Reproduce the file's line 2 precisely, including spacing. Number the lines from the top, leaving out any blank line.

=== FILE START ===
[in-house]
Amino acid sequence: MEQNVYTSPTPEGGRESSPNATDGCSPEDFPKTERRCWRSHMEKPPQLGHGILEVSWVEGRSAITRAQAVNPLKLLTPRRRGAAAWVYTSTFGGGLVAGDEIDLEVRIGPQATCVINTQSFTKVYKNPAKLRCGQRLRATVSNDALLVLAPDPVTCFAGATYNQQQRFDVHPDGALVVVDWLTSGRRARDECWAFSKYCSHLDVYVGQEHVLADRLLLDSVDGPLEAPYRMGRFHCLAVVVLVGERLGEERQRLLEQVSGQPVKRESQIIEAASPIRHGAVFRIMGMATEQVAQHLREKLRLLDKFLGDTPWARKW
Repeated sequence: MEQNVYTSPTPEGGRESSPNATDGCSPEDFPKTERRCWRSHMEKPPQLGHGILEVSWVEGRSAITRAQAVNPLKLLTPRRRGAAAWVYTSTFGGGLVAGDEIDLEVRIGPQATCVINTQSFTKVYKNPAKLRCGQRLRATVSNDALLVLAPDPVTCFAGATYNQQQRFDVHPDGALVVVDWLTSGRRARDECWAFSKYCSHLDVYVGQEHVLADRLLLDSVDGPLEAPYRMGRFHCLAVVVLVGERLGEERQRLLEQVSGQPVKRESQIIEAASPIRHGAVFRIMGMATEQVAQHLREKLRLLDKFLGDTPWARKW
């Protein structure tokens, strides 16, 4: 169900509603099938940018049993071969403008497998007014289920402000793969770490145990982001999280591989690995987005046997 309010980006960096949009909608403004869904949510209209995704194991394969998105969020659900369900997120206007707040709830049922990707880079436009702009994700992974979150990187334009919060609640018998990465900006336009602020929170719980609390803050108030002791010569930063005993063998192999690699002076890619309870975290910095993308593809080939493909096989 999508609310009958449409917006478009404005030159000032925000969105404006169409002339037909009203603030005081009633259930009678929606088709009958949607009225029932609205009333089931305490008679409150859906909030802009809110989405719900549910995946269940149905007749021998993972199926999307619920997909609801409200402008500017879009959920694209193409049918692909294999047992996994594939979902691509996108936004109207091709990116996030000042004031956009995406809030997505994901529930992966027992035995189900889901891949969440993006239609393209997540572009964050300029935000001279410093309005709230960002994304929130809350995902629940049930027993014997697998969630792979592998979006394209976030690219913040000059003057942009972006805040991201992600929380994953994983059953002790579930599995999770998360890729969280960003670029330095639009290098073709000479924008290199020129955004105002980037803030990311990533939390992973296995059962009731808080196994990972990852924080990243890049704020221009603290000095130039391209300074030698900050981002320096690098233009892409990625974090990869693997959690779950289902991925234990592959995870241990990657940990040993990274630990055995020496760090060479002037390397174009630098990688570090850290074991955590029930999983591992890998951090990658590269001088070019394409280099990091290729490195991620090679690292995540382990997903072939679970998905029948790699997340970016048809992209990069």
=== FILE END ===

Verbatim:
Amino acid sequence: MEQNVYTSPTPEGGRESSPNATDGCSPEDFPKTERRCWRSHMEKPPQLGHGILEVSWVEGRSAITRAQAVNPLKLLTPRRRGAAAWVYTSTFGGGLVAGDEIDLEVRIGPQATCVINTQSFTKVYKNPAKLRCGQRLRATVSNDALLVLAPDPVTCFAGATYNQQQRFDVHPDGALVVVDWLTSGRRARDECWAFSKYCSHLDVYVGQEHVLADRLLLDSVDGPLEAPYRMGRFHCLAVVVLVGERLGEERQRLLEQVSGQPVKRESQIIEAASPIRHGAVFRIMGMATEQVAQHLREKLRLLDKFLGDTPWARKW